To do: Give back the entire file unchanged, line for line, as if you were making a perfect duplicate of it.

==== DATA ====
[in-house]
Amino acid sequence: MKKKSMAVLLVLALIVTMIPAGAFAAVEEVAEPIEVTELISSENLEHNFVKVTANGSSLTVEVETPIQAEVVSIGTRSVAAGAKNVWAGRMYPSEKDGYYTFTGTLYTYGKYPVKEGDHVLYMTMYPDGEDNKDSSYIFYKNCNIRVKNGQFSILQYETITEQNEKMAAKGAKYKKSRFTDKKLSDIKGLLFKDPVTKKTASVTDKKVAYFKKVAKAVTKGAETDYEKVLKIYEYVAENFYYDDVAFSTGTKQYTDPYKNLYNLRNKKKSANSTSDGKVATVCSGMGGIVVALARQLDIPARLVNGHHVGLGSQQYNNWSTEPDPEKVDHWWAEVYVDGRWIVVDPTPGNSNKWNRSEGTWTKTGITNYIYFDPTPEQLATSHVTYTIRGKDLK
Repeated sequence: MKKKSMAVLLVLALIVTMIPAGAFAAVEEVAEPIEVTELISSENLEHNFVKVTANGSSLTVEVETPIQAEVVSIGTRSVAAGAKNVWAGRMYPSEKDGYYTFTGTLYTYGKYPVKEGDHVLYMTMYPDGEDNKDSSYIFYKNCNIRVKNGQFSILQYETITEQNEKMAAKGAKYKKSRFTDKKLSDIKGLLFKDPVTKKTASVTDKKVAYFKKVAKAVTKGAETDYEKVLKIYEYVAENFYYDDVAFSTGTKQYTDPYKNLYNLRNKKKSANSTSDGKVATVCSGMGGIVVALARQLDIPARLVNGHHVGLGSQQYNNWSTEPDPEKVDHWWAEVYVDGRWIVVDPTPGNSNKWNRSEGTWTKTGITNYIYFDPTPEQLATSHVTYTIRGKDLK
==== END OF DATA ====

[in-house]
Amino acid sequence: MKKKSMAVLLVLALIVTMIPAGAFAAVEEVAEPIEVTELISSENLEHNFVKVTANGSSLTVEVETPIQAEVVSIGTRSVAAGAKNVWAGRMYPSEKDGYYTFTGTLYTYGKYPVKEGDHVLYMTMYPDGEDNKDSSYIFYKNCNIRVKNGQFSILQYETITEQNEKMAAKGAKYKKSRFTDKKLSDIKGLLFKDPVTKKTASVTDKKVAYFKKVAKAVTKGAETDYEKVLKIYEYVAENFYYDDVAFSTGTKQYTDPYKNLYNLRNKKKSANSTSDGKVATVCSGMGGIVVALARQLDIPARLVNGHHVGLGSQQYNNWSTEPDPEKVDHWWAEVYVDGRWIVVDPTPGNSNKWNRSEGTWTKTGITNYIYFDPTPEQLATSHVTYTIRGKDLK
Repeated sequence: MKKKSMAVLLVLALIVTMIPAGAFAAVEEVAEPIEVTELISSENLEHNFVKVTANGSSLTVEVETPIQAEVVSIGTRSVAAGAKNVWAGRMYPSEKDGYYTFTGTLYTYGKYPVKEGDHVLYMTMYPDGEDNKDSSYIFYKNCNIRVKNGQFSILQYETITEQNEKMAAKGAKYKKSRFTDKKLSDIKGLLFKDPVTKKTASVTDKKVAYFKKVAKAVTKGAETDYEKVLKIYEYVAENFYYDDVAFSTGTKQYTDPYKNLYNLRNKKKSANSTSDGKVATVCSGMGGIVVALARQLDIPARLVNGHHVGLGSQQYNNWSTEPDPEKVDHWWAEVYVDGRWIVVDPTPGNSNKWNRSEGTWTKTGITNYIYFDPTPEQLATSHVTYTIRGKDLK